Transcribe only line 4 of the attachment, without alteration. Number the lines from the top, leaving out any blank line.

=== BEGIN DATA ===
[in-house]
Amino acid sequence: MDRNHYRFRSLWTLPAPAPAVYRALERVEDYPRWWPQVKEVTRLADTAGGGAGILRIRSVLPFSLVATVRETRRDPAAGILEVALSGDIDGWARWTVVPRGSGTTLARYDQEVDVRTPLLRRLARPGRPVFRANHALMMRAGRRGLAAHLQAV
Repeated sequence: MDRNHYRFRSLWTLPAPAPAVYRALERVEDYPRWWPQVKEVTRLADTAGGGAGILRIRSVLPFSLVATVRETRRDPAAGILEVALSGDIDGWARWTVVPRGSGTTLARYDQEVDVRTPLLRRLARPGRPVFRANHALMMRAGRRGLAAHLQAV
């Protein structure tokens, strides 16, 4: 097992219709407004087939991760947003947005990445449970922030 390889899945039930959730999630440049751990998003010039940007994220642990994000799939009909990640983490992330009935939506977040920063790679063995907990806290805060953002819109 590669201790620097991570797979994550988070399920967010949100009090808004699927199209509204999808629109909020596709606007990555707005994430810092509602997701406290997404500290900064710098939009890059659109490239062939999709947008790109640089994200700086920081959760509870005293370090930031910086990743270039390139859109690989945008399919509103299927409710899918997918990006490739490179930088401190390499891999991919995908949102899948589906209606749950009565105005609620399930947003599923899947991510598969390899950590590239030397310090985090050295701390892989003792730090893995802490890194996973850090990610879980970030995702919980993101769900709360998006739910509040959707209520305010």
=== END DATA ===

């Protein structure tokens, strides 16, 4: 097992219709407004087939991760947003947005990445449970922030 390889899945039930959730999630440049751990998003010039940007994220642990994000799939009909990640983490992330009935939506977040920063790679063995907990806290805060953002819109 590669201790620097991570797979994550988070399920967010949100009090808004699927199209509204999808629109909020596709606007990555707005994430810092509602997701406290997404500290900064710098939009890059659109490239062939999709947008790109640089994200700086920081959760509870005293370090930031910086990743270039390139859109690989945008399919509103299927409710899918997918990006490739490179930088401190390499891999991919995908949102899948589906209606749950009565105005609620399930947003599923899947991510598969390899950590590239030397310090985090050295701390892989003792730090893995802490890194996973850090990610879980970030995702919980993101769900709360998006739910509040959707209520305010």